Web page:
Because of Georgia's "jungle primary" system, members of both parties all compete against each other in one crowded field with the top two contenders facing off against each other in the general. That meant that if Democrats in the conservative district split their votes between multiple candidates they could end up with a general election between two Republicans.
The grassroots organizers were quickly drawn to Ossoff because of his progressive policy positions and his experience working for civil rights icon Rep. John Lewis (D-Ga.) They've been running a parallel campaign to get Ossoff elected ever since.
"When I worked for other campaigns, there weren't as many grassroots organizations," Zee said. "That has really taken off like wildfire, all these grassroots movements that want to preserve [the Affordable Care Act] or are fighting for women's rights."
Zee described the effort outside the campaign as a vast coalition of grassroots groups from new anti-Trump movements like Indivisible — the decentralized movement born out of a popular guide to pressuring elected officials — to older, more established movement groups like Resist, many of whom are working overtime to get Ossoff elected.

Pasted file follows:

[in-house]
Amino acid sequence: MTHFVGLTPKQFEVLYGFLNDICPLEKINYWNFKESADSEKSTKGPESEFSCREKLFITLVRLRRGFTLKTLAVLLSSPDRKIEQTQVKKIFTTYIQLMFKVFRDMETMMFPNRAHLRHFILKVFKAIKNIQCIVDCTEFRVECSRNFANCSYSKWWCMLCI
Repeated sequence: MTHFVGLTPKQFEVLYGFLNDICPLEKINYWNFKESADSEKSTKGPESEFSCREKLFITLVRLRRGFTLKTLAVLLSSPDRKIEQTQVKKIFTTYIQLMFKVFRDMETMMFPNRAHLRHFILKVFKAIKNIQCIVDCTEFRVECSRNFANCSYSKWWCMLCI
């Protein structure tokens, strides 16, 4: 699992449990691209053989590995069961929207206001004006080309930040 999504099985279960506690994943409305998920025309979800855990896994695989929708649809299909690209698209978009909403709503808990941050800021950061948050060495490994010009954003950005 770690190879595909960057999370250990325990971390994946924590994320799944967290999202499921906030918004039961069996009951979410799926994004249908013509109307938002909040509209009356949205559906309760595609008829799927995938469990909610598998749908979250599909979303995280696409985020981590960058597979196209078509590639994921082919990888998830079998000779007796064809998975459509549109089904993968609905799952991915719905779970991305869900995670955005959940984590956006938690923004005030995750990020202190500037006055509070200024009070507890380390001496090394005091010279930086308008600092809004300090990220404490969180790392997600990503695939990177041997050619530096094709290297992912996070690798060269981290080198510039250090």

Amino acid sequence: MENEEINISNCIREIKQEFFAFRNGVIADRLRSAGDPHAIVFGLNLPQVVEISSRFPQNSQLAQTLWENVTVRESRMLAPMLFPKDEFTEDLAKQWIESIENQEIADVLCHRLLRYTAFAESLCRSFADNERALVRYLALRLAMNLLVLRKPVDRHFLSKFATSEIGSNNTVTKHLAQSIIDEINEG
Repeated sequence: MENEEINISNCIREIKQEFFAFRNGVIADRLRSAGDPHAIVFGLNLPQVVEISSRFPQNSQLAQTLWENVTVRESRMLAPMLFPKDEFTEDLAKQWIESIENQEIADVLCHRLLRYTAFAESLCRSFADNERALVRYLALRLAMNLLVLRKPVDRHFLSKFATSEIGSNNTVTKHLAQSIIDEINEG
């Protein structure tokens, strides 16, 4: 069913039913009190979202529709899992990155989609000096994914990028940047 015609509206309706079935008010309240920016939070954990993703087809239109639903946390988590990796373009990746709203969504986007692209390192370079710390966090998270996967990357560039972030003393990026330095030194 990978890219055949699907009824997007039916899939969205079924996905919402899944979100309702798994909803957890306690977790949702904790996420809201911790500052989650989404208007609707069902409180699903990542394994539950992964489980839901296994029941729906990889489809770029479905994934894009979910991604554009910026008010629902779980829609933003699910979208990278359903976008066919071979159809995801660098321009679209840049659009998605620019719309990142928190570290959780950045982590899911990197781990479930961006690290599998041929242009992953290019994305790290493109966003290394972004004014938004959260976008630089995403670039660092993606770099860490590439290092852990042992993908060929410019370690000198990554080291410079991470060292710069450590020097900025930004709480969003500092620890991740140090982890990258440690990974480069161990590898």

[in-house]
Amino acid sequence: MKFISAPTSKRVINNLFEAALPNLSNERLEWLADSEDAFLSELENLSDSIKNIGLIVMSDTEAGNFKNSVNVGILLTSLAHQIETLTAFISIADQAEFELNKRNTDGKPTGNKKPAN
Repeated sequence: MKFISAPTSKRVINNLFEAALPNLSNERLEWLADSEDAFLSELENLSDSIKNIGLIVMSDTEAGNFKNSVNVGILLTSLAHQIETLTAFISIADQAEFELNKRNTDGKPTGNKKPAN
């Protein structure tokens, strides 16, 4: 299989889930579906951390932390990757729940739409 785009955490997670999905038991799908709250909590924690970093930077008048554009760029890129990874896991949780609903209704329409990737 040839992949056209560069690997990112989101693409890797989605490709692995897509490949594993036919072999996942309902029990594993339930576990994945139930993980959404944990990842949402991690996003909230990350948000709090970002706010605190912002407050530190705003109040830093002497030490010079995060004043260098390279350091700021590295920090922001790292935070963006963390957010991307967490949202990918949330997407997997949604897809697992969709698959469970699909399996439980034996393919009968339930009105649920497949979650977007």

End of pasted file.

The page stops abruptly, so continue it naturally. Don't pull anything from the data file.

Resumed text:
"We've got women working around the clock." Lesley Bauer, another grassroots organizer in Georgia's 6th Congressional District, said. "I work 40 hours a week and then organize 40 hours a week so we're running on peanut butter and a prayer."
Recently, Bauer co-founded an organization with three other women called PaveItBlue, which aims to engage and activate Georgia women and mothers who wouldn't normally get involved in politics. "A lot of women can't go to a phone banking that is held at a campaign office on a Monday evening that is from 5:30 to 8 because they have children, they have work. But they can do all these other things," Bauer said. "We've got women that organize to go canvass and then go have a drink afterwards — moms' night out."
The movement organizations are running a host of different efforts, from traditional door knocking and handing out fliers to more unconventional methods of organizing. According to Lee, organizers use tools like Minivan, a mobile canvassing app to coordinate outreach, and leverage social media sites like Meetup.com to attract young progressives to their campaign.
Bauer described what she called a "liberal laundry service," a pooled bulk laundry service set up by organizers so they can have more time to work on campaigning.
"For all the talk of division in the Democratic Party, this campaign has united the grassroots and the party at all levels." - @ossoff